New York City has it's own unique landlord/tenant laws, and many buildings are rent-controlled. Rent-controlled buildings must adhere to specific guidelines regarding how much rent can be increased and when. Tenants in rent-controlled buildings typically sign leases, as rent terms are important. However, even tenants in rent-controlled apartments with oral leases are entitled to appropriate notice regarding rent increases.
In New York City, oral leases are recognized as valid, and by operation of law, the existence of an oral lease creates a month-to-month tenancy. Oral leases for more than one year are required to be in writing. Regardless, if you have an oral lease, you can't move out without notice simply because the lease isn't in writing.
In New York City and throughout the state, unwritten leases are binding, provided they don't encompass a period that exceeds one year. When an oral lease goes beyond one year, the lease is required to be in writing to satisfy the "statute of frauds." Tenants who agree to a one-year, oral lease are considered to have a month-to-month tenancy.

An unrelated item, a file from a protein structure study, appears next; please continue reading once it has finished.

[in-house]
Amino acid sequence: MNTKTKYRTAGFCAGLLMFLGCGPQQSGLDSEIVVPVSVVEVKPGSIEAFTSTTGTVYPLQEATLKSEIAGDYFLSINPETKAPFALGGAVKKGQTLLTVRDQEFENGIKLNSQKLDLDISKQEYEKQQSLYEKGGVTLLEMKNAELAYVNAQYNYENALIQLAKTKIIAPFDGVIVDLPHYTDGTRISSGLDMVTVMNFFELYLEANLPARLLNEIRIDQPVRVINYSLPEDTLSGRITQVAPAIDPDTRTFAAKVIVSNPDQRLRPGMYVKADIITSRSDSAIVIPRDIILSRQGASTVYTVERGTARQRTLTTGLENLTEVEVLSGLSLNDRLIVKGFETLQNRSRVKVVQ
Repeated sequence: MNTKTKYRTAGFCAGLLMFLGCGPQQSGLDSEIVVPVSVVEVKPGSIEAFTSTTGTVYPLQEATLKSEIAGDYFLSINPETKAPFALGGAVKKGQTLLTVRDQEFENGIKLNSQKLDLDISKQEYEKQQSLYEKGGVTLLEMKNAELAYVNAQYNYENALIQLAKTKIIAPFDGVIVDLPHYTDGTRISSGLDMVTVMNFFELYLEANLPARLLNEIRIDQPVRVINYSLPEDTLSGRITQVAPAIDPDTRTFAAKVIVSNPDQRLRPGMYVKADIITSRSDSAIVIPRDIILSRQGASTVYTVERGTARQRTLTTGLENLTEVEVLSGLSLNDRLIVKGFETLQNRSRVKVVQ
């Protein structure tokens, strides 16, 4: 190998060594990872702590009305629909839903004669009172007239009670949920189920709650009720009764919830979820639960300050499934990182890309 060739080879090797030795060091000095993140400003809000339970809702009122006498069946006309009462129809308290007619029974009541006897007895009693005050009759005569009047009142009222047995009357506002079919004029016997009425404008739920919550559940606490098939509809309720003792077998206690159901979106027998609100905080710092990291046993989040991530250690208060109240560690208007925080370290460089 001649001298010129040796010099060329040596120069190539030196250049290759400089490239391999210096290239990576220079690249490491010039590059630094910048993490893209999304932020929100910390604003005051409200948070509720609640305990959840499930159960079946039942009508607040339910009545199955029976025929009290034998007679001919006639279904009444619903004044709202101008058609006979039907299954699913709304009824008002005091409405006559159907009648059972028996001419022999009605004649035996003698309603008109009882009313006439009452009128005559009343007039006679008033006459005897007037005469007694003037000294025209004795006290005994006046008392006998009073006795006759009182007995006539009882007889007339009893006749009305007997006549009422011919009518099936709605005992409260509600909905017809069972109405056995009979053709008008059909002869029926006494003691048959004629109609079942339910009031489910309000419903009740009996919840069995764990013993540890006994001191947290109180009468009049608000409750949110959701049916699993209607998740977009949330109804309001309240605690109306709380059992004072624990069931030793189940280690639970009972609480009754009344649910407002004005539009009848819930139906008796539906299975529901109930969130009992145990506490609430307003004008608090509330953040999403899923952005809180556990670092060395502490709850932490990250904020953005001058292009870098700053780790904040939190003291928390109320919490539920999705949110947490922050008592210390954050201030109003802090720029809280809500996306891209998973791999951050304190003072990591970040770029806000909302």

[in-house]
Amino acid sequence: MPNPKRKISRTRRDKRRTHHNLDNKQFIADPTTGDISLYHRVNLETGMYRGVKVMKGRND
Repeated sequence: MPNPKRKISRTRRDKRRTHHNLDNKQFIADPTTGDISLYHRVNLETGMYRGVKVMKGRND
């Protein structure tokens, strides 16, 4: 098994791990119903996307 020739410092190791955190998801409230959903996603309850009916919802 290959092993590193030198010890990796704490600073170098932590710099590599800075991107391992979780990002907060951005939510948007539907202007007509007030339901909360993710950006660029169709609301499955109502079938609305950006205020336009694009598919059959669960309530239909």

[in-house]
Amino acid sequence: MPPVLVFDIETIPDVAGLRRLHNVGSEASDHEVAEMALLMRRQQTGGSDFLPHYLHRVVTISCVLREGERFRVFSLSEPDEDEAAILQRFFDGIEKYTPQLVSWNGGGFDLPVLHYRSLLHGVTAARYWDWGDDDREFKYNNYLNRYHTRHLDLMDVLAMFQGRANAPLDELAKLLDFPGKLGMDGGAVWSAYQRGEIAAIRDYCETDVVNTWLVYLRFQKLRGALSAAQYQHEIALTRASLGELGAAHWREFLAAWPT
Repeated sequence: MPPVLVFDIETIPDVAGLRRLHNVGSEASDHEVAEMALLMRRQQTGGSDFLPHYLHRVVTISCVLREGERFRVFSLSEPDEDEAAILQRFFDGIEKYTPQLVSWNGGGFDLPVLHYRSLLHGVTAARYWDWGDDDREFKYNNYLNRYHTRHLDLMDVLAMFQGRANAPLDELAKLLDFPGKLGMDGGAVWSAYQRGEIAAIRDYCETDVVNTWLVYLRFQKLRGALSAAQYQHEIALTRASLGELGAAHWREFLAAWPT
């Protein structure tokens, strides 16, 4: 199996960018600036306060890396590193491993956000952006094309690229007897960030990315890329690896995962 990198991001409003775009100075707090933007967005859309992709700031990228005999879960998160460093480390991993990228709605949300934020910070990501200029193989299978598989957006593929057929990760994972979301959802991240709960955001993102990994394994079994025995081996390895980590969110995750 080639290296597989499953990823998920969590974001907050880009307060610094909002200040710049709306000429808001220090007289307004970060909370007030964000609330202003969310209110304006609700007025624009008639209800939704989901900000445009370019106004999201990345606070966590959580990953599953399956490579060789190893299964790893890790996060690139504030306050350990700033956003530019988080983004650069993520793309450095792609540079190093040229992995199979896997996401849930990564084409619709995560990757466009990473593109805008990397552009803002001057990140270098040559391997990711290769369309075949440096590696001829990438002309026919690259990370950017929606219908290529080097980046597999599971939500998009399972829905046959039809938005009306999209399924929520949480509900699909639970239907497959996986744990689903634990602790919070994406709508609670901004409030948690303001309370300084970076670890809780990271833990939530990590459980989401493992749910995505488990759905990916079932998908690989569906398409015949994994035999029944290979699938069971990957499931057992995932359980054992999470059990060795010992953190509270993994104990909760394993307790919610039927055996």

When a landlord accepts rent without a written lease, the acceptance gives rise to a month-to-month tenancy. This means that both the landlord and the tenant are required to give each other 30 days' notice before terminating the lease. In New York City, 30 days' notice must be in writing; this applies to the landlord's notice and the tenant's notice.
If you have an oral lease, and you live in New York City, you owe your landlord 30 days' notice before moving out. If you move out without notice, your landlord can sue you for unpaid rent. It's important to note, however, that in the absence of a written lease, your landlord likely can't sue you for much more than one months' rent if you fail to give notice. This is, of course, unless your landlord can prove your oral lease was for a term of several months.